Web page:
Gene expression analysis

Isolation of total RNA was performed with an RNeasy Micro Kit (Qiagen, Hilden, Germany) and all the samples were treated with RNase-free DNase (Qiagen). Conversion of total RNA to cDNA was performed with reverse transcription system (Promega, Madison, WI, USA) using oligo (dT)15 primers. The LightCycler System (Hoffman-La Roche), and detection with SYBR Green (SYBR Green JumpStart Taq ReadyMix), was used to amplify and analyse generated cDNA. TATA box binding protein (GenBank accession number D01034; CyberGene, Stockholm, Sweden), 5′-ACC CTT CAC CAA TGA CTC CTA TG-3′, 5′-ATG ATG ACT GCA GCA AAT CGC-3′, was used as housekeeping gene. PCR amplifications were performed in a total volume of 10 μl, containing 1 μl of cDNA, 1 μl of each primer (Tebu-Bio, Roskilde, Denmark or MWG Biotech, Edersberg, Germany) (see Electronic supplementary material [ESM] Table 1), 4 μl CYBR Green JumpStart Taq ReadyMix and RNase-free water added to the final volume. Each RT-PCR run started with a denaturation at 94°C for 10 s. Cycling variables were 94°C, 10 s; 57°C, 15 s; and 72°C, 8 s.

Statistics

For multiple comparisons, repeated measurements of ANOVA with Bonferroni’s post hoc test was used. When only two groups were compared, Student’s paired or unpaired t test was applied as appropriate.

Results

Purity and characteristics of endothelial cell preparations

CD31-staining was used to characterise the endothelial cells purified by BS-1-coated Dynabeads. Evaluation by manual counting showed that the cultured sorted cells contained 89 ± 6% (n = 6) of cells positive for the endothelial cell marker CD31. The purified isolated cell preparations were further validated as endothelial cells not only by positive staining for a second CD31 antibody (Fig. 1a), but also for VE-cadherin (Fig. 1b) and by induced uptake of DiI-Ac-LDL (Fig. 1c), as were HDMEC (Fig. 1a–c). Moreover, the vast majority of the isolated cells and RBMVEC were negative for the smooth muscle cell marker α-SMA (Fig. 1d) while MSC were positive for α-SMA (Fig. 1d) but negative for all the endothelial cell markers (Fig. 1a–c).
Fig. 1

Characterisation of isolated islet cells. EC, RBMVEC or HDMEC, and MSC stained for CD31 (red) (a), VE-cadherin (red) (b), DiI-Ac-LDL (red) (c) and α-SMA (red) (d). Nuclei stained with Hoechst (blue). Scale bars, 50 μm

Insulin release

The basal insulin release at 1.67 mmol/l glucose did not differ between islets that had been exposed to ECCM or CM, whereas the response in insulin release to 16.7 mmol/l glucose was augmented in ECCM-exposed islets (Fig. 2a). Control islets and ECCM-incubated islets had similar DNA contents (92.5 ± 1.8 ng DNA per ten islets vs 93.7 ± 5.4 ng DNA per ten islets; n = 6 in both groups). Addition of neutralising antibodies against TSP-1, HGF or receptor antagonists to ETA and ETB could not prevent the augmentative effect of ECCM on glucose-stimulated insulin release (Fig. 2 b, c). Likewise, there was no difference in insulin release from islets that had been exposed to ECCM with addition of a COX-2 inhibitor, compared with islets exposed to ECCM with DMSO as vehicle control. However, addition of a function-inhibiting antibody towards the β1-chain of LM neutralised the positive effects of ECCM on glucose-stimulated insulin release (Fig. 2c). Moreover, there was an increase in insulin release from islets incubated in CM with an addition of LM-111 when compared with islets incubated in control CM (Fig. 2d).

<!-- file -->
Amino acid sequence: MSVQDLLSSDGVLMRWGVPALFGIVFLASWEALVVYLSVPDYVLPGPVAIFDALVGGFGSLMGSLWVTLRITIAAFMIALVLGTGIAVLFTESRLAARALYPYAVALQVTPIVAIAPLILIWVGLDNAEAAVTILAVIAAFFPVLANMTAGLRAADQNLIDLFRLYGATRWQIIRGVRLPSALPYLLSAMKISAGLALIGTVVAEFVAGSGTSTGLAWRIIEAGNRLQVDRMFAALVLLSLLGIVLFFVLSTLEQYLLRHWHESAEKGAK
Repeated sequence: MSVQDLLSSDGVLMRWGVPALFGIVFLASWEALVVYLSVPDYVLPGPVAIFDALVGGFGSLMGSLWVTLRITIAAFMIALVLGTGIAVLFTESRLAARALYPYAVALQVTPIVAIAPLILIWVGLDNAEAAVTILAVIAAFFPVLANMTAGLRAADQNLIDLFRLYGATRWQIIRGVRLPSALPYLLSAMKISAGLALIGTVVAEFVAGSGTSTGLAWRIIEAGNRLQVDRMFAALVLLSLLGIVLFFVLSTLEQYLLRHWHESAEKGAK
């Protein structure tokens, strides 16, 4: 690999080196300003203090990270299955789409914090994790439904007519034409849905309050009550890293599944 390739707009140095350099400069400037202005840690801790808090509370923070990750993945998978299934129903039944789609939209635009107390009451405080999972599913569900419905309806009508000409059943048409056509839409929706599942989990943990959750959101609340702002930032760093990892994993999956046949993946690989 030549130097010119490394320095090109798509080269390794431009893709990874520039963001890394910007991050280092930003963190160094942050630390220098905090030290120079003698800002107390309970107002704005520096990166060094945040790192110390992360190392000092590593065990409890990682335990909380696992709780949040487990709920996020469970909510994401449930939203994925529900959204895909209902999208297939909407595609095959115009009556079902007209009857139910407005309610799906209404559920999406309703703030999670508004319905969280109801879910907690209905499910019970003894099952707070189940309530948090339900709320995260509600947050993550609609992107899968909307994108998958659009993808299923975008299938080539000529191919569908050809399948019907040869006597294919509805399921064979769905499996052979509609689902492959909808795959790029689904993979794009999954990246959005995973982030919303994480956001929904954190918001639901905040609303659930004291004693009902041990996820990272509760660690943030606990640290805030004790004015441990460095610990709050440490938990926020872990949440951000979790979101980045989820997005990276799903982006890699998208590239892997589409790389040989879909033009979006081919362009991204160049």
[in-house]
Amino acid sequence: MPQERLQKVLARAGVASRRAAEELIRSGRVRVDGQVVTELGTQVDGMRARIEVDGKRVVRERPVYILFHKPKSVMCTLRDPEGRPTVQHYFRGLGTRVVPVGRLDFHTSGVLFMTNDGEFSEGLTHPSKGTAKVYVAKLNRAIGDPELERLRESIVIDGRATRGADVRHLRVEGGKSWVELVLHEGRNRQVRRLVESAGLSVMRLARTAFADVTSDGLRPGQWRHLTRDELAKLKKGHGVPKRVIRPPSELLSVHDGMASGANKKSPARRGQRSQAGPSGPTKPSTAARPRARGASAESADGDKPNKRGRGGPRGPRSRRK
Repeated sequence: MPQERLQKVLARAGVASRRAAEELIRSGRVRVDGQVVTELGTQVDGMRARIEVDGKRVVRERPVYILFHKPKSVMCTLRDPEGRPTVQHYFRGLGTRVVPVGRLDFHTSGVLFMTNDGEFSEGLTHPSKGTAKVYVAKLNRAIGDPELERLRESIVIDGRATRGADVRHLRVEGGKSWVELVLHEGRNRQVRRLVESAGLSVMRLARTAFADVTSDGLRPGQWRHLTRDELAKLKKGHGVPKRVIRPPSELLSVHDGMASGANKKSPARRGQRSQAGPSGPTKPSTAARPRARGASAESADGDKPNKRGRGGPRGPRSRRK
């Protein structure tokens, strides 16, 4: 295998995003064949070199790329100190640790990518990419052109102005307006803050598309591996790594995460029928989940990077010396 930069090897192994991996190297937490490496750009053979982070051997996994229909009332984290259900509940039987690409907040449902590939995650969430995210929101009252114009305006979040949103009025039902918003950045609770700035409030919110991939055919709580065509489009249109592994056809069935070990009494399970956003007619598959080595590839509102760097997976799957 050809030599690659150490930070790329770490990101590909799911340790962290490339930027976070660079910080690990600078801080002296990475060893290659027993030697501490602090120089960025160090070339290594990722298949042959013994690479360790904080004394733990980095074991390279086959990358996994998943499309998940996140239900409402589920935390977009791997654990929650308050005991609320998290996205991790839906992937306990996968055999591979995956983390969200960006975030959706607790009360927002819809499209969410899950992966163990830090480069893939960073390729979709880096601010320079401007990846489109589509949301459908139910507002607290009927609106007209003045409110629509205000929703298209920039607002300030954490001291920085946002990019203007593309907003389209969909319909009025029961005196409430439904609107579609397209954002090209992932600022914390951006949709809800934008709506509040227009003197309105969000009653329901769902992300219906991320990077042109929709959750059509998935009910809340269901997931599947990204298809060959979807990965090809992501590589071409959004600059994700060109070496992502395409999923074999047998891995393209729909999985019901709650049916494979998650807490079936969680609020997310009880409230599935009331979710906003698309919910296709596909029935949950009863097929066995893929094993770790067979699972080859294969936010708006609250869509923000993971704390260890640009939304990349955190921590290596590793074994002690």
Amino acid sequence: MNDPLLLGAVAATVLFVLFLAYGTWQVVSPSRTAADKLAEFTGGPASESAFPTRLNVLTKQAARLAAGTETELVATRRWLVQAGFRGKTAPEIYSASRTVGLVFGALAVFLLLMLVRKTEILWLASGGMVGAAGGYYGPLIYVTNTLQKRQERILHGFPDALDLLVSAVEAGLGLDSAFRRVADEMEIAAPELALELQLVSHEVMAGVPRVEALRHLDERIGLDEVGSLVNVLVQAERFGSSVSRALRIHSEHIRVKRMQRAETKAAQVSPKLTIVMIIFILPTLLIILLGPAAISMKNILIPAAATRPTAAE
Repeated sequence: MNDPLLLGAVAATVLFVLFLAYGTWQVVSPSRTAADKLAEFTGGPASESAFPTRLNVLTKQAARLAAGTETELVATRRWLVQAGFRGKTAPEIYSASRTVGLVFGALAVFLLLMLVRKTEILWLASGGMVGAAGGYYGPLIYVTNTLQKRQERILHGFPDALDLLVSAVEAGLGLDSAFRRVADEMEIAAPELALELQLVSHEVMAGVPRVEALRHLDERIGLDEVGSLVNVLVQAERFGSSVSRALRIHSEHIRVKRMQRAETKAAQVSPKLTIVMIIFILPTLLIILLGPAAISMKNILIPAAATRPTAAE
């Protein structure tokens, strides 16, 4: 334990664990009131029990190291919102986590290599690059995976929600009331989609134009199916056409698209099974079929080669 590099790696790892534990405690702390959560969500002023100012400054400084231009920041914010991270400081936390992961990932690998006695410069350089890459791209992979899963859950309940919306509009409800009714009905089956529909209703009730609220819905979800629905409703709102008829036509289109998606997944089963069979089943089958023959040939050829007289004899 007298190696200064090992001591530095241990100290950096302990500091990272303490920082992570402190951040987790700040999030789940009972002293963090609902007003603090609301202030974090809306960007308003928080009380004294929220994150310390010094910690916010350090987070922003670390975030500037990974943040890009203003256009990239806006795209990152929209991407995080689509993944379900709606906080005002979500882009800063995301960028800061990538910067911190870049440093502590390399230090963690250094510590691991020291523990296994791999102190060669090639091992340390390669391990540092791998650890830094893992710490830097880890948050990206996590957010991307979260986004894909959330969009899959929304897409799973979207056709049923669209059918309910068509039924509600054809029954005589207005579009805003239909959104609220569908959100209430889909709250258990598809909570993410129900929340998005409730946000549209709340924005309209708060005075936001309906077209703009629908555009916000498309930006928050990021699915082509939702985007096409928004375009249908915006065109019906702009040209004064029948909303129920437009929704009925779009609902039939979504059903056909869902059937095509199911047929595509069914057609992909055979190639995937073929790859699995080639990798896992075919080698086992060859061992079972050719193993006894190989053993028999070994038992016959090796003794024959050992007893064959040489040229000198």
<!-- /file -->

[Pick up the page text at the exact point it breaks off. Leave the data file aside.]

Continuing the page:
Fig. 2

Glucose-stimulated insulin release. Black bars, 1.67 mmol/l glucose; hatched bars 16.7 mmol/l glucose. The islets were cultured for 4–7 days in CM and then 24 h in CM or ECCM. a The insulin release in response to 16.7 mmol/l glucose was enhanced in islets incubated in ECCM compared with CM prior to experiments. b With or without receptor antagonists (antag) to ETA, ETB or neutralising antibody (ab) to thrombospondin-1. c With or without neutralising antibodies to LM or HGF. In additional experiments the COX-2 inhibitor rofecoxib or DMSO as vehicle was added to the ECCM. d With or without an addition of LM-111 (30 μg/ml). All values are means±SEM for 12 paired experiments in a and six paired experiments in b–d. *p < 0.05 and **p < 0.01 compared with corresponding CM group; p < 0.05 compared with ECCM